Chiropractic Q&A, Part 3
You mentioned that sleeping on your stomach is a big no-no. What about for kids? Is there an age where sleeping on your stomach becomes bad?
Sleeping on your stomach is an incredible no-no as an adult. Imagine sitting in a conference for 6-8 hours...way off in a distant wing. Your head is cranked to the left (or right) for the entire 6-8 hours. You can imagine how painful that would be. It's no different for adults sleeping on their stomachs. It also creates a hyperlordotic lumbar curve (a curve that is too big).
Kids are different. The medical community recommends having children lay on their back to avoid Crib Death or SIDS (Sudden Infant Death Syndrome). We didn't follow that rule at my home. I look at everything from a physiological perspective. A child isn't born with natural curves in their spine. They develop as certain milestones occur. Lying on their stomach helps create a good lumbar (low back) curve. As they learn to crawl, and look up while they are crawling, they are forming a nice cervical (neck) curve. So, a quick bit of advice for parents: Allow your child to crawl as much as possible. They will learn to walk on their own, when their bodies are ready to do so. Don't encourage early walking; it prevents their neck curves from developing properly. For that matter, it may be cute to prop your child up into the corner of your sofa before they are able to sit up on their own, but don't do it! It compresses the middle back and creates the ever-so-common slouching posture teenagers have. Bumbo seats are also very bad on an infant's back. Please, allow your child to sit up when they are good and ready.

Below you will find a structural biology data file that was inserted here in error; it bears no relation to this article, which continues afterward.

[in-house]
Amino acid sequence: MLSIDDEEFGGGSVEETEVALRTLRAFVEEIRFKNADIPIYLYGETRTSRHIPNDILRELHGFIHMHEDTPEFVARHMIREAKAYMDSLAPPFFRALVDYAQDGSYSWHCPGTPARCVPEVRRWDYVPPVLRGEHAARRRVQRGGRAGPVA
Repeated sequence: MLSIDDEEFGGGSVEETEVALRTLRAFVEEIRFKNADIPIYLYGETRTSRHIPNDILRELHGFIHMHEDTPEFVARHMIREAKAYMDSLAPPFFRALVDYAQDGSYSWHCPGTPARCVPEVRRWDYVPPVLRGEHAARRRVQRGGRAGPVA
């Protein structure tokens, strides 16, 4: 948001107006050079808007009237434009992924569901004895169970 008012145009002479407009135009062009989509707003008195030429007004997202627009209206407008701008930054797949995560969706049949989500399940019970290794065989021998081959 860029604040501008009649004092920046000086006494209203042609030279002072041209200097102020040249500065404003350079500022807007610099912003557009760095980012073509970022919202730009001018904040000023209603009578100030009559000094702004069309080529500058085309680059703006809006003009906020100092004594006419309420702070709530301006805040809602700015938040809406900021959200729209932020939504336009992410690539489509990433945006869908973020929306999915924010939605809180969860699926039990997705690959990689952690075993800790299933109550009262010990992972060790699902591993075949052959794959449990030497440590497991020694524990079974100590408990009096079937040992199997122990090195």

Going back to stomach sleeping for children. They naturally outgrow it. My daughter is almost 3. She tends to start out on her stomach, but a few hours into her sleep, she has already rolled to her side, or even her back. The body is smart. It is fully capable of taking care of itself. A child's body knows when enough is enough. Trust the fact that God created our bodies way smarter than any physician (or chiropractor!) could. Listen to it!
Any tips to unlearn bad posture? How should my work desk be set up for ideal posture? What about when I'm at home on the couch? Do I have to sit up straight all the time??
I thought it would be easier to answer this one via video: